The Silence of the Lambs by Thomas Harris is a brilliant, wonderfully written novel that is a timeless work of suspense and storytelling.

It served as the inspiration for the Oscar-winning horror movie starring Jodie Foster as Clarice Starling and Anthony Hopkins as Dr. Hannibal Lecter.

Buffalo Bill, a serial killer who only goes by the grotesquely fitting moniker, stalks specific women.

Since the bodies are found in various conditions, no one can figure out his motive.

Young F.B.I. Academy trainee Clarice Starling is shocked when Jack Crawford, Chief of the Bureau’s Behavioral Science section, summons her.

Her task was to speak with Dr. Hannibal Lecter, a great psychiatrist who is also a gruesome serial killer who is currently being closely watched in the Baltimore State Hospital for the Criminally Insane.

Lecter’s understanding of how murderers think may aid in locating and apprehending Buffalo Bill.

Starling, who is intelligent and attractive, is surprised to find herself in an odd, intense relationship with the very perceptive Lecter.

He leaves Clarice with cryptic hints about Buffalo Bill and about herself, setting her off on a hunt that every reader will find shocking, terrifying, and completely engrossing.


  • Lots of focus on more than one character.
  • Has a great protagonist that experiences many difficulties associated with being a female detective.
  • Features one of the most well-known antagonists of all time; Hannibal Lecter.


  • You need to read the first book if you want a full picture of Lecter as a character.

We Need To Talk About Kevin By Lionel Shriver

We Need to Talk About Kevin

This haunting tale of a mother’s perplexing search to comprehend her adolescent son’s fatal aggression, her own ambivalence toward parenting, and the explosive link between them was written by Lionel Shriver, and it is frighteningly realistic today.

Eva never had a strong desire to have children.

But, she never anticipated being the mother of a son who, two days before his sixteenth birthday, shot and killed a beloved teacher, a cafeteria worker, and seven of his fellow high school students.

In a series of strikingly candid conversations with her separated husband, Franklin, she attempts to deal with Kevin’s awful rampage two years after it occurred.

A remarkable analysis of how tragedy impacts a community, a marriage, and a family, this novel is an unputdownable, evocative, and incisive exploration of violence and responsibility.


  • Offers a unique perspective of the mother of a murderer and the aftermath of his crimes.
  • Takes the reader through the entire life of Kevin and how he became who he is.
  • Interesting style – the story is told through letters to Eva’s ex-husband.


  • Themes may hit too close to home for some readers.

The Shining By Stephen King

The Shining

The Shining, Stephen King’s third book to be published, was his first to go on to become a hardcover bestseller and established him as a leading figure in the horror genre.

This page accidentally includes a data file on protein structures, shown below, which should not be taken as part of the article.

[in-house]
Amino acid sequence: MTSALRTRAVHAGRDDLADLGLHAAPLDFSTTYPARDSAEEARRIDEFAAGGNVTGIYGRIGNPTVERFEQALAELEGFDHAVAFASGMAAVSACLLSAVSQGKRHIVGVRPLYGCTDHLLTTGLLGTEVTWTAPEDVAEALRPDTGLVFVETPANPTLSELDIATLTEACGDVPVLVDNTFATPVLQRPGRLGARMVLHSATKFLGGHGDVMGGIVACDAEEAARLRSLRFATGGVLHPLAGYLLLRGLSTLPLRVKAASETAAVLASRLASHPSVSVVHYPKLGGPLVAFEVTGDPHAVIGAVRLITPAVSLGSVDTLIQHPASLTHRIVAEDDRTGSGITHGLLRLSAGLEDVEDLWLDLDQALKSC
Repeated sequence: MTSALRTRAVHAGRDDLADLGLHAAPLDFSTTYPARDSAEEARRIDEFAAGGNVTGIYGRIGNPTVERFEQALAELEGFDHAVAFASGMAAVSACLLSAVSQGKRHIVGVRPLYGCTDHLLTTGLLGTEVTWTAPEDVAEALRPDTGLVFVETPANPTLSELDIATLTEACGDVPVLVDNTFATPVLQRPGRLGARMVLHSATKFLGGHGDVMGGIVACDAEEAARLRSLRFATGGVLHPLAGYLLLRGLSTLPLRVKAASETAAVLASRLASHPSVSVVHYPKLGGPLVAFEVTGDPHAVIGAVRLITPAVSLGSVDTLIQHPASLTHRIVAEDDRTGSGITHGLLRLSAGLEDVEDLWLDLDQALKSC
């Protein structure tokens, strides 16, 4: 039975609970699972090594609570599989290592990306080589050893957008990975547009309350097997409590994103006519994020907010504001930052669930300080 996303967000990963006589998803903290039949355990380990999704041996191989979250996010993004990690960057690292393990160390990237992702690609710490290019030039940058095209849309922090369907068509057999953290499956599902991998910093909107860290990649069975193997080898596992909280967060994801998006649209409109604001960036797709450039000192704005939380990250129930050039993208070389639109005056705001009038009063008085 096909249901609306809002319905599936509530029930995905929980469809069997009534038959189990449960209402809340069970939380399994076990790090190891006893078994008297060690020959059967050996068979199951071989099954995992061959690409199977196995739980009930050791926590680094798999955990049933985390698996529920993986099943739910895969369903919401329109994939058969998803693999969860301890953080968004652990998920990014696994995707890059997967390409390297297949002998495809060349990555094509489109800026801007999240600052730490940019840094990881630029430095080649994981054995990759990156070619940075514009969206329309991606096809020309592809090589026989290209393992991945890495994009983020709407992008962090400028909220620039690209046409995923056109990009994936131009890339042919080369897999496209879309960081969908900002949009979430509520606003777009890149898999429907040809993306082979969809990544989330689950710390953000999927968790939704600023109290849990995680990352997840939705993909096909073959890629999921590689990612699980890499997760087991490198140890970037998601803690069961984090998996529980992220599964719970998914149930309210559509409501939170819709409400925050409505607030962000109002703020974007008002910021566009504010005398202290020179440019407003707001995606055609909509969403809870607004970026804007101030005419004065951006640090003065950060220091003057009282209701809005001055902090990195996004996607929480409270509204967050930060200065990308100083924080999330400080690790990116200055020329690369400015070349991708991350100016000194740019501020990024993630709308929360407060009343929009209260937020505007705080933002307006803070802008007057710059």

The Overlook Hotel’s new position for Jack Torrance is the ideal opportunity for a new beginning.

He will have plenty of time to spend getting back in touch with his family and honing his literary skills as the eerie old hotel’s off-season caretaker.

The picturesque setting, however, seems increasingly isolated and ominous as the bitter winter weather sets in.

And Danny Torrance, a five-year-old boy with exceptional talent, is the only one to see the odd and terrifying forces assembling around the Overlook.

King is a writer whose unmatched imagination can always make the unlikely so terrifying that you’ll want to check the locks on the front door.

You will be haunted by this terrifying book, which will make your heart race with dread and make your blood run cold.


  • Tightly plotted with extreme tension.
  • Switches between four unique perspectives.
  • Combines the supernatural with psychological elements.


  • Don’t expect it to be similar to the movie.

Let The Right One In By John Ajvide Lindqvist

Let the Right One In: A Novel

Let the Right One In by John Ajvide Lindqvist, a worldwide bestseller, is a masterful reinterpretation of the vampire legend and an extraordinarily terrifying tale.

Unimaginable horror strikes Blackeberg, a suburb of Sweden, in the fall of 1981.

A teenager’s blood-drained body is discovered, and it is presumed that the murder was part of a ritual killing.

Twelve-year-old Oskar is particularly hopeful that retribution has finally happened—revenge for the daily bullying he experiences at school.

However, he is not focused on the murder. A new girl who doesn’t get the cold and strangely isn’t seen throughout the day has moved in next door.

The more Oskar gets to know Eli, the more her true nature is revealed.

The most noteworthy aspect of Let The Right One In is how both uplifting and scary it is.

The relationship between the main protagonists evokes both adolescent love and a lure into the shadows, despite the fact that there aren’t many overt scares in the book.